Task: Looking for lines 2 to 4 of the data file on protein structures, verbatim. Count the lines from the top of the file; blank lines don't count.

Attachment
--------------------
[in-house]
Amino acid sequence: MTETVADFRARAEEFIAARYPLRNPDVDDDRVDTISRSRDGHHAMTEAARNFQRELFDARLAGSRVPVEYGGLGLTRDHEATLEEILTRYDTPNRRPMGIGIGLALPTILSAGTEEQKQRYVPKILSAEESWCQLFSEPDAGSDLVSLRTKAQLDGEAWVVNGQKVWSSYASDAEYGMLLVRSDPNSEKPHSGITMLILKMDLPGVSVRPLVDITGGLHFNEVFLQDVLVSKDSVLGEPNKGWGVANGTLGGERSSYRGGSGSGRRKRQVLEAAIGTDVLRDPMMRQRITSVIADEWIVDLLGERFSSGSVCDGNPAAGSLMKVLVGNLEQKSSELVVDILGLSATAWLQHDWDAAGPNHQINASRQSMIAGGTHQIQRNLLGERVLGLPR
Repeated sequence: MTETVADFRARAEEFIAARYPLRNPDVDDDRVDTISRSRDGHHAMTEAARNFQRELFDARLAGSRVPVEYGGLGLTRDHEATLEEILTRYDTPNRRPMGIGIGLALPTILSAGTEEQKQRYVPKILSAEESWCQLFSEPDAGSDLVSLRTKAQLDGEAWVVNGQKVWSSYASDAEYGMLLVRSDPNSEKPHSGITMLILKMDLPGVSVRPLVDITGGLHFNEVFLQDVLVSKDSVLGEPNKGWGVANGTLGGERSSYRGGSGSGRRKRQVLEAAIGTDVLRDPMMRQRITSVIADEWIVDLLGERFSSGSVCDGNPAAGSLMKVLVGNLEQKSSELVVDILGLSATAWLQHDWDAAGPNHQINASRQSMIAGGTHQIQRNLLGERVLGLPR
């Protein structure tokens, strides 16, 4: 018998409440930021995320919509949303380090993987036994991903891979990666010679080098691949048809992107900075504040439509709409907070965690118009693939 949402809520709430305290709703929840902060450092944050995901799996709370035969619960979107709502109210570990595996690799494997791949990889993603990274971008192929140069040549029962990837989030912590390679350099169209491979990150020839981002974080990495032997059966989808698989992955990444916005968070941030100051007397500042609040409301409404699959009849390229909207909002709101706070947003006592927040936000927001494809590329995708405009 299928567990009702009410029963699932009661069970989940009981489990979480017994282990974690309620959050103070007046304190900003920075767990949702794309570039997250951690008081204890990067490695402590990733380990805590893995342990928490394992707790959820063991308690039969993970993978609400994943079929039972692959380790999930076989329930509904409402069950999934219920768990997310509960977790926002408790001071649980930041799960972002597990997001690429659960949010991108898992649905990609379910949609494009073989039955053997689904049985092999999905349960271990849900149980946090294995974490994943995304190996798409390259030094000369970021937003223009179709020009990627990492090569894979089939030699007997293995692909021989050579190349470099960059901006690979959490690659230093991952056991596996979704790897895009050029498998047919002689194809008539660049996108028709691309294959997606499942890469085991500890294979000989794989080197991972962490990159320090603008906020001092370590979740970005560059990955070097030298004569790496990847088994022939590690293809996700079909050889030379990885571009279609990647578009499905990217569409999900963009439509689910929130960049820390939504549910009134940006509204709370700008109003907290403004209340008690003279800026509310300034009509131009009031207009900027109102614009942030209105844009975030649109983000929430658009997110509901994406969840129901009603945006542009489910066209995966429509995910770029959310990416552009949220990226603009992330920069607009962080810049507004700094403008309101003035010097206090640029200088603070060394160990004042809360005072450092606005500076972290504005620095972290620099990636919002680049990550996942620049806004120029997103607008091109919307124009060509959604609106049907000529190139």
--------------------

Amino acid sequence: MTETVADFRARAEEFIAARYPLRNPDVDDDRVDTISRSRDGHHAMTEAARNFQRELFDARLAGSRVPVEYGGLGLTRDHEATLEEILTRYDTPNRRPMGIGIGLALPTILSAGTEEQKQRYVPKILSAEESWCQLFSEPDAGSDLVSLRTKAQLDGEAWVVNGQKVWSSYASDAEYGMLLVRSDPNSEKPHSGITMLILKMDLPGVSVRPLVDITGGLHFNEVFLQDVLVSKDSVLGEPNKGWGVANGTLGGERSSYRGGSGSGRRKRQVLEAAIGTDVLRDPMMRQRITSVIADEWIVDLLGERFSSGSVCDGNPAAGSLMKVLVGNLEQKSSELVVDILGLSATAWLQHDWDAAGPNHQINASRQSMIAGGTHQIQRNLLGERVLGLPR
Repeated sequence: MTETVADFRARAEEFIAARYPLRNPDVDDDRVDTISRSRDGHHAMTEAARNFQRELFDARLAGSRVPVEYGGLGLTRDHEATLEEILTRYDTPNRRPMGIGIGLALPTILSAGTEEQKQRYVPKILSAEESWCQLFSEPDAGSDLVSLRTKAQLDGEAWVVNGQKVWSSYASDAEYGMLLVRSDPNSEKPHSGITMLILKMDLPGVSVRPLVDITGGLHFNEVFLQDVLVSKDSVLGEPNKGWGVANGTLGGERSSYRGGSGSGRRKRQVLEAAIGTDVLRDPMMRQRITSVIADEWIVDLLGERFSSGSVCDGNPAAGSLMKVLVGNLEQKSSELVVDILGLSATAWLQHDWDAAGPNHQINASRQSMIAGGTHQIQRNLLGERVLGLPR
């Protein structure tokens, strides 16, 4: 018998409440930021995320919509949303380090993987036994991903891979990666010679080098691949048809992107900075504040439509709409907070965690118009693939 949402809520709430305290709703929840902060450092944050995901799996709370035969619960979107709502109210570990595996690799494997791949990889993603990274971008192929140069040549029962990837989030912590390679350099169209491979990150020839981002974080990495032997059966989808698989992955990444916005968070941030100051007397500042609040409301409404699959009849390229909207909002709101706070947003006592927040936000927001494809590329995708405009 299928567990009702009410029963699932009661069970989940009981489990979480017994282990974690309620959050103070007046304190900003920075767990949702794309570039997250951690008081204890990067490695402590990733380990805590893995342990928490394992707790959820063991308690039969993970993978609400994943079929039972692959380790999930076989329930509904409402069950999934219920768990997310509960977790926002408790001071649980930041799960972002597990997001690429659960949010991108898992649905990609379910949609494009073989039955053997689904049985092999999905349960271990849900149980946090294995974490994943995304190996798409390259030094000369970021937003223009179709020009990627990492090569894979089939030699007997293995692909021989050579190349470099960059901006690979959490690659230093991952056991596996979704790897895009050029498998047919002689194809008539660049996108028709691309294959997606499942890469085991500890294979000989794989080197991972962490990159320090603008906020001092370590979740970005560059990955070097030298004569790496990847088994022939590690293809996700079909050889030379990885571009279609990647578009499905990217569409999900963009439509689910929130960049820390939504549910009134940006509204709370700008109003907290403004209340008690003279800026509310300034009509131009009031207009900027109102614009942030209105844009975030649109983000929430658009997110509901994406969840129901009603945006542009489910066209995966429509995910770029959310990416552009949220990226603009992330920069607009962080810049507004700094403008309101003035010097206090640029200088603070060394160990004042809360005072450092606005500076972290504005620095972290620099990636919002680049990550996942620049806004120029997103607008091109919307124009060509959604609106049907000529190139």